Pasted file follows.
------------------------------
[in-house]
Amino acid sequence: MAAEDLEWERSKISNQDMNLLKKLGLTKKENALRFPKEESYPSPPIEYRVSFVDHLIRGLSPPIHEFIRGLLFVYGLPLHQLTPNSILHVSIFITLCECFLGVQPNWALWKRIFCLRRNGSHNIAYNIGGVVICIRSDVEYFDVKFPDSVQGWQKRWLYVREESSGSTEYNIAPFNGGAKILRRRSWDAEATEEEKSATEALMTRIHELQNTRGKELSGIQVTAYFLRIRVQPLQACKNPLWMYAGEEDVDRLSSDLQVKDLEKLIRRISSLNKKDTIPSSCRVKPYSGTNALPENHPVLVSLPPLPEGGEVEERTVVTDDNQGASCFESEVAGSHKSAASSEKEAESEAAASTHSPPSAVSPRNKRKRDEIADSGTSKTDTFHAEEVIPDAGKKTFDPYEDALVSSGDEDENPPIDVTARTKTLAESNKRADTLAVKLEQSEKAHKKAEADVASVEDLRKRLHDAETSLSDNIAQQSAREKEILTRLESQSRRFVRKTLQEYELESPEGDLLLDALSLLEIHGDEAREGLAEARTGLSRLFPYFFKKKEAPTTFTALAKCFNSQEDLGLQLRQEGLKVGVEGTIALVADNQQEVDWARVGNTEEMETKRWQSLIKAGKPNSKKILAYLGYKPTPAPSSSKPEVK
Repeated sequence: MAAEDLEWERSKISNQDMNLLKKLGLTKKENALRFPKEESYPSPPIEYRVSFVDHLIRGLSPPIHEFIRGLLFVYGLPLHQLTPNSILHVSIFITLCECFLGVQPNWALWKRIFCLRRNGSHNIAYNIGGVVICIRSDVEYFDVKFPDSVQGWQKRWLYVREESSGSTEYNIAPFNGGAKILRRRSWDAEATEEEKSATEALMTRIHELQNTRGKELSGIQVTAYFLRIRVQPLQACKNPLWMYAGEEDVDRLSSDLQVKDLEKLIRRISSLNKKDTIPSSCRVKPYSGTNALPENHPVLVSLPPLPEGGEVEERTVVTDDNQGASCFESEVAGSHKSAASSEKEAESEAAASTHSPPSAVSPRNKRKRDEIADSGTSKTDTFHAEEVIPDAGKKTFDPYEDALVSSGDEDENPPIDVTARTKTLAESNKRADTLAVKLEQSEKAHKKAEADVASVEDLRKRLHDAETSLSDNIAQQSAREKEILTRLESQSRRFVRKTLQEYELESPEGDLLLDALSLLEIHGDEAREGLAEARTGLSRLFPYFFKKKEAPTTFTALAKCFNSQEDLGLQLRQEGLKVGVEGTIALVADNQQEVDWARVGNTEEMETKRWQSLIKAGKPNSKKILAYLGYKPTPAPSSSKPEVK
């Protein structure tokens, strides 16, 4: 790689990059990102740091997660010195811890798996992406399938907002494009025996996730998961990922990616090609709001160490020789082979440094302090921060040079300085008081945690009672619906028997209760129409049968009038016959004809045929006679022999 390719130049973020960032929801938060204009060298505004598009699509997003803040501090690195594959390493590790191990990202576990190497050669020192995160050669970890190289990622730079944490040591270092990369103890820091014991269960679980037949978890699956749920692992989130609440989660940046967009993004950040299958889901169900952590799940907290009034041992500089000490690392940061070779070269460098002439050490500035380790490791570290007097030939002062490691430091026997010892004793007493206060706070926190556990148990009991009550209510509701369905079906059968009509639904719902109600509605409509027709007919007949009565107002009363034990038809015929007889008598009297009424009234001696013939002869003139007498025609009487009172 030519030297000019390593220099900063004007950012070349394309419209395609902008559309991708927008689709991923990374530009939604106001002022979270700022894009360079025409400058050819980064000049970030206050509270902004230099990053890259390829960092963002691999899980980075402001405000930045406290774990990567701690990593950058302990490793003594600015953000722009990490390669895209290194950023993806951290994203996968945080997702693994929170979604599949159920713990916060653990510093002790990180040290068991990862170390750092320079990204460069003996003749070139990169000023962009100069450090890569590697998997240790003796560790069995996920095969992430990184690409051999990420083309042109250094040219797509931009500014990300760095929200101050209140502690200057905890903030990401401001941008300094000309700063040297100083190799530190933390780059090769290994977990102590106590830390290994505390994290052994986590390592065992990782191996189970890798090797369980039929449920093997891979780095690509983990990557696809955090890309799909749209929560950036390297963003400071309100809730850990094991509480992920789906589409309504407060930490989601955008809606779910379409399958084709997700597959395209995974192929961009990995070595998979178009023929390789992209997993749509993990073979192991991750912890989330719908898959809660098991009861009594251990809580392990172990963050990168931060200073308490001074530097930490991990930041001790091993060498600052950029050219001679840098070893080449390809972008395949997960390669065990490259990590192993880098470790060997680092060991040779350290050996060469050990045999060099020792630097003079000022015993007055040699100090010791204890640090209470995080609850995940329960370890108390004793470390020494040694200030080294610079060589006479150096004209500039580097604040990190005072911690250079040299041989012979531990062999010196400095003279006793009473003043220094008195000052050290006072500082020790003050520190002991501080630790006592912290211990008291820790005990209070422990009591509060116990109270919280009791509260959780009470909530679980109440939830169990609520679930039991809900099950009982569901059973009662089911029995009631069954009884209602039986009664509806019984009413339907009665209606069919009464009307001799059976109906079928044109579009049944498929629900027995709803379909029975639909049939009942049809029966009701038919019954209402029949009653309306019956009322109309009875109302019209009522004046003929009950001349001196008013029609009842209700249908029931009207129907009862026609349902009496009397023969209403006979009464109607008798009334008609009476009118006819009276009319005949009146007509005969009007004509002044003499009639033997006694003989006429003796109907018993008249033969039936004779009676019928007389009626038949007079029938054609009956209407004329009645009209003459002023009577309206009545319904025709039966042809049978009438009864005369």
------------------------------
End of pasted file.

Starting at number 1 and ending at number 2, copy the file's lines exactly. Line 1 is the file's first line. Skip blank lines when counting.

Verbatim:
[in-house]
Amino acid sequence: MAAEDLEWERSKISNQDMNLLKKLGLTKKENALRFPKEESYPSPPIEYRVSFVDHLIRGLSPPIHEFIRGLLFVYGLPLHQLTPNSILHVSIFITLCECFLGVQPNWALWKRIFCLRRNGSHNIAYNIGGVVICIRSDVEYFDVKFPDSVQGWQKRWLYVREESSGSTEYNIAPFNGGAKILRRRSWDAEATEEEKSATEALMTRIHELQNTRGKELSGIQVTAYFLRIRVQPLQACKNPLWMYAGEEDVDRLSSDLQVKDLEKLIRRISSLNKKDTIPSSCRVKPYSGTNALPENHPVLVSLPPLPEGGEVEERTVVTDDNQGASCFESEVAGSHKSAASSEKEAESEAAASTHSPPSAVSPRNKRKRDEIADSGTSKTDTFHAEEVIPDAGKKTFDPYEDALVSSGDEDENPPIDVTARTKTLAESNKRADTLAVKLEQSEKAHKKAEADVASVEDLRKRLHDAETSLSDNIAQQSAREKEILTRLESQSRRFVRKTLQEYELESPEGDLLLDALSLLEIHGDEAREGLAEARTGLSRLFPYFFKKKEAPTTFTALAKCFNSQEDLGLQLRQEGLKVGVEGTIALVADNQQEVDWARVGNTEEMETKRWQSLIKAGKPNSKKILAYLGYKPTPAPSSSKPEVK